Kyle Mathews is the founder and CEO of Gatsby, a new company he’s building around an open source project of the same name. Gatsby as a project describes itself as a flexible modern website framework and blazing fast static site generator for React.js. At the macro level — Kyle’s career has been focused on a better way to build and ship websites. It seems he’s done just that with Gatsby’s launch in late May 2015…since then he’s taken on a co-founder and a seed round of $3.8M to form Gatsby Inc.
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You know the feeling of getting started. It’s a lure for us all, it’s something new, it’s something that hasn’t been done before, or at least not the way you do it, so it’s exciting… But startups are a little bit different, especially ones that are started with seed funding or venture capital’s involvement, and especially startups built around open source software. So naturally, that’s where this conversation with Kyle Mathews, the CEO and one of two co-founders of Gatsby got started.
So how did you know it was time to build a company around Gatsby?
I mean, you never know something like that… I had kind of the inkling. I’ve done startups - I’ve either worked at startups or started my own stuff for pretty much my whole adult life, so I had a pretty good inkling that Gatsby could be a startup… But in the past I’d just kind of jumped into stuff when I was very underbaked, and with Gatsby I very deliberately just told myself that I wasn’t going to start a company until the evidence was very strong.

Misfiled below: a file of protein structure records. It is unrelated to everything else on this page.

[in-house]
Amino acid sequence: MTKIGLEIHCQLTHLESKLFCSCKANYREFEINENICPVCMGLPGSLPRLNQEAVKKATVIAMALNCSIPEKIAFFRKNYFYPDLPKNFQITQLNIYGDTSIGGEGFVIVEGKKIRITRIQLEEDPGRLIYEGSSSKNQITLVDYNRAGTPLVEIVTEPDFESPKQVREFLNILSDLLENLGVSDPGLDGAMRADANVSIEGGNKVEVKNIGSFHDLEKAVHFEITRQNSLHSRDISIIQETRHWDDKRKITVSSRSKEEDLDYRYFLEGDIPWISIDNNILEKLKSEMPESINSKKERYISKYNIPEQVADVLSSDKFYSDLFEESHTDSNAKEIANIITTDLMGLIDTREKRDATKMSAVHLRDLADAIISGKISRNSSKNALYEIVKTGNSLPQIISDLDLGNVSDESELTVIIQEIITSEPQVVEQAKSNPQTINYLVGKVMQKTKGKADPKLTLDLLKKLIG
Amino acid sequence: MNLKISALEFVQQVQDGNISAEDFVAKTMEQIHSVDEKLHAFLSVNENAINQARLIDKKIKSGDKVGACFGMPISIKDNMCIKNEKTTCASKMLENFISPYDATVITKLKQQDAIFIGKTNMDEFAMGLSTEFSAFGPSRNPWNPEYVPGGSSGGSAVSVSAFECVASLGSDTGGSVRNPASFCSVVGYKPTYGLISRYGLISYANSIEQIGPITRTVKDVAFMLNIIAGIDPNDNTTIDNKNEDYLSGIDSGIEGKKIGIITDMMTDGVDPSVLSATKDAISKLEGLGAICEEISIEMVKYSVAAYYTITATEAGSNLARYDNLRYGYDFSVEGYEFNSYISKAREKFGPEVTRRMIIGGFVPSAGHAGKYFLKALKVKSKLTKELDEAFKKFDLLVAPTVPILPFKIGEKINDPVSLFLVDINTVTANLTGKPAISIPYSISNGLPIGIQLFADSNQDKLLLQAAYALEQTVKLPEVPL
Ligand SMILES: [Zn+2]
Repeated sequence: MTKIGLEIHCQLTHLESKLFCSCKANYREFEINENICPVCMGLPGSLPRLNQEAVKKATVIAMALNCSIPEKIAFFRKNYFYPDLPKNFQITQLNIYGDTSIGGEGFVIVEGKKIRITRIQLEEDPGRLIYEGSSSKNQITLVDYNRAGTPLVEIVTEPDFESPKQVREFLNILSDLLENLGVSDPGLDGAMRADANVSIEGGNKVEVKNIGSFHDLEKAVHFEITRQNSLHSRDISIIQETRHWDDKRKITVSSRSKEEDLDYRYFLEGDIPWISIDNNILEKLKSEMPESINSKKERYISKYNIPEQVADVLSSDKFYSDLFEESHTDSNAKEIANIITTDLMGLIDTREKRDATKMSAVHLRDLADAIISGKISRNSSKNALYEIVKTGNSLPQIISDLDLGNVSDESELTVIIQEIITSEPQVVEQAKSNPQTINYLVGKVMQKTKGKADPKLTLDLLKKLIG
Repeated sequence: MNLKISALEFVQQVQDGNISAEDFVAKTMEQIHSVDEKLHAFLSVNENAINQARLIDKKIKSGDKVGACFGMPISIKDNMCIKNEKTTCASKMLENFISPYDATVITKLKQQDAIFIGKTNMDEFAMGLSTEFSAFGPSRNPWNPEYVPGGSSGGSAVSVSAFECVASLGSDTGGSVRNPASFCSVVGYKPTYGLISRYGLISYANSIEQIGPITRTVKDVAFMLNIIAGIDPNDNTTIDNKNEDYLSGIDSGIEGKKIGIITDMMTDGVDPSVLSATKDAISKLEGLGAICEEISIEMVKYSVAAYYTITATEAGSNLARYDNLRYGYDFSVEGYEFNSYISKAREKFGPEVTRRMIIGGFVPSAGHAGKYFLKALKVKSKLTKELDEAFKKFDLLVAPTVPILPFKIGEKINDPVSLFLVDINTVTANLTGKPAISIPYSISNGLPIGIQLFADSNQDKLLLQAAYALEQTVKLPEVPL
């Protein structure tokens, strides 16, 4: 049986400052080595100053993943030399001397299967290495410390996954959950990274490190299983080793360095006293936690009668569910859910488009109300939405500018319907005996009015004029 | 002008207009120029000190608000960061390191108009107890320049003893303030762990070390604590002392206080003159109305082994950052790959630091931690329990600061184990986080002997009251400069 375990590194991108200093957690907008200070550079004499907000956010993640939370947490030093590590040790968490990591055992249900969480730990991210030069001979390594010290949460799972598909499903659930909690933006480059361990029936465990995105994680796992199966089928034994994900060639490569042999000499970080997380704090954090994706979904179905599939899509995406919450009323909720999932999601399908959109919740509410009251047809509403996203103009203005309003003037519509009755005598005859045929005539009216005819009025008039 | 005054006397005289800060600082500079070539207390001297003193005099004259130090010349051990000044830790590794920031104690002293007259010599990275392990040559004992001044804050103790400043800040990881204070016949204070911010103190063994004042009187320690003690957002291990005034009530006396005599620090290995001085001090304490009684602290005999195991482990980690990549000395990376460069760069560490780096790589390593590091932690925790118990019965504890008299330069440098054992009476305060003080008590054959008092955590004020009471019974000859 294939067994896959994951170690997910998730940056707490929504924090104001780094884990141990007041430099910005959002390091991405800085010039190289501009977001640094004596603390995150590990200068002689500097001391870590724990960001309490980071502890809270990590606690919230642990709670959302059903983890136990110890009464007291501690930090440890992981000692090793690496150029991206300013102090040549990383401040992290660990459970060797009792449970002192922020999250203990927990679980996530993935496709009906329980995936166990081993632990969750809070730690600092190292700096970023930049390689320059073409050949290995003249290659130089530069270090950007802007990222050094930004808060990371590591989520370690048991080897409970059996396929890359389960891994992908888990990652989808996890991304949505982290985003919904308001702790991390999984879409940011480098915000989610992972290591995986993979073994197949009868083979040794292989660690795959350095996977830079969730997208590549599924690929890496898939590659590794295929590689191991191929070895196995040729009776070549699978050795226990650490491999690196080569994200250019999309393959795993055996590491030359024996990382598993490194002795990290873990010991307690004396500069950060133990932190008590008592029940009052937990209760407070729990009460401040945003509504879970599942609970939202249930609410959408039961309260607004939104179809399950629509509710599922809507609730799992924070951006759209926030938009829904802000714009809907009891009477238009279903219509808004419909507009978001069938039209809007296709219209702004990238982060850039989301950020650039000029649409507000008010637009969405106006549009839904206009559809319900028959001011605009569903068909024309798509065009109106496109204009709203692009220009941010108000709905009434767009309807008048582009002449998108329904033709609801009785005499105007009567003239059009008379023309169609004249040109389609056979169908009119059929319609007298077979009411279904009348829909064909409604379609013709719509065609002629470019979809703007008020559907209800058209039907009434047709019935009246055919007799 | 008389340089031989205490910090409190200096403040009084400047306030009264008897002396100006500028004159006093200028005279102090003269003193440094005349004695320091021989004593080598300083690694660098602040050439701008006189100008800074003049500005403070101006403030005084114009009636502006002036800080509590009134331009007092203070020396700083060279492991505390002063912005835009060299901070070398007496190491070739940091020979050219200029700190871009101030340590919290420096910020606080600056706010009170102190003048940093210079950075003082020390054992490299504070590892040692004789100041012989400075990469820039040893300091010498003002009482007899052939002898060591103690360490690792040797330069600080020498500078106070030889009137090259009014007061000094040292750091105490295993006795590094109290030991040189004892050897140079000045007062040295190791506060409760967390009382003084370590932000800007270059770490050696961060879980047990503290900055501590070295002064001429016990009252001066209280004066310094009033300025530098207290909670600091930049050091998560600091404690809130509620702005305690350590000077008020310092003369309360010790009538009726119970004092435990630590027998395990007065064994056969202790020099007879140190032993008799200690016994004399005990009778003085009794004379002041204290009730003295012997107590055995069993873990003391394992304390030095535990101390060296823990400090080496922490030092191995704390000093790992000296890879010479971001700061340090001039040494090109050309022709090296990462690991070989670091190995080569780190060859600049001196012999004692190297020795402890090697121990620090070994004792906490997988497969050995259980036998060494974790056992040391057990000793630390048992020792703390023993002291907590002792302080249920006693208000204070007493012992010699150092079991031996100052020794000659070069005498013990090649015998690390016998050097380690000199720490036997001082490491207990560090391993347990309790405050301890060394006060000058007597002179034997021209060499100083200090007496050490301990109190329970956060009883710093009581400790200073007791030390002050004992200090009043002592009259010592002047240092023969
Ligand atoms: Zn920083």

For Gatsby, in this particular case, what that evidence was was basically – first, I went full-time on Gatsby; I just worked on the open source, it was not a company yet, two years ago. So evidence one was just that I was able to find contract work around building things with Gatsby, or even people paying me directly to make improvements to Gatsby, and I was able to pretty consistently find as much work as I wanted during that time. That was a strong indication that there was a lot of commercial value going around Gatsby.
The second big indication was just the excitement and pick-up around when this was getting closer to launch and when it launched. There were a ton of people using it, a ton of people writing PRs, so it was very clear that it was getting very serious and sustained usage… Which is also an indication that a company could be built around it. And also just that there were some big companies that were reaching out, saying like “Hey, we have serious problems with how we build websites”, and Gatsby and React, and the other parts of the stack that was developing around Gatsby solved these really well. So this was another strong proof point that the Gatsby ecosystem could sustain a large company.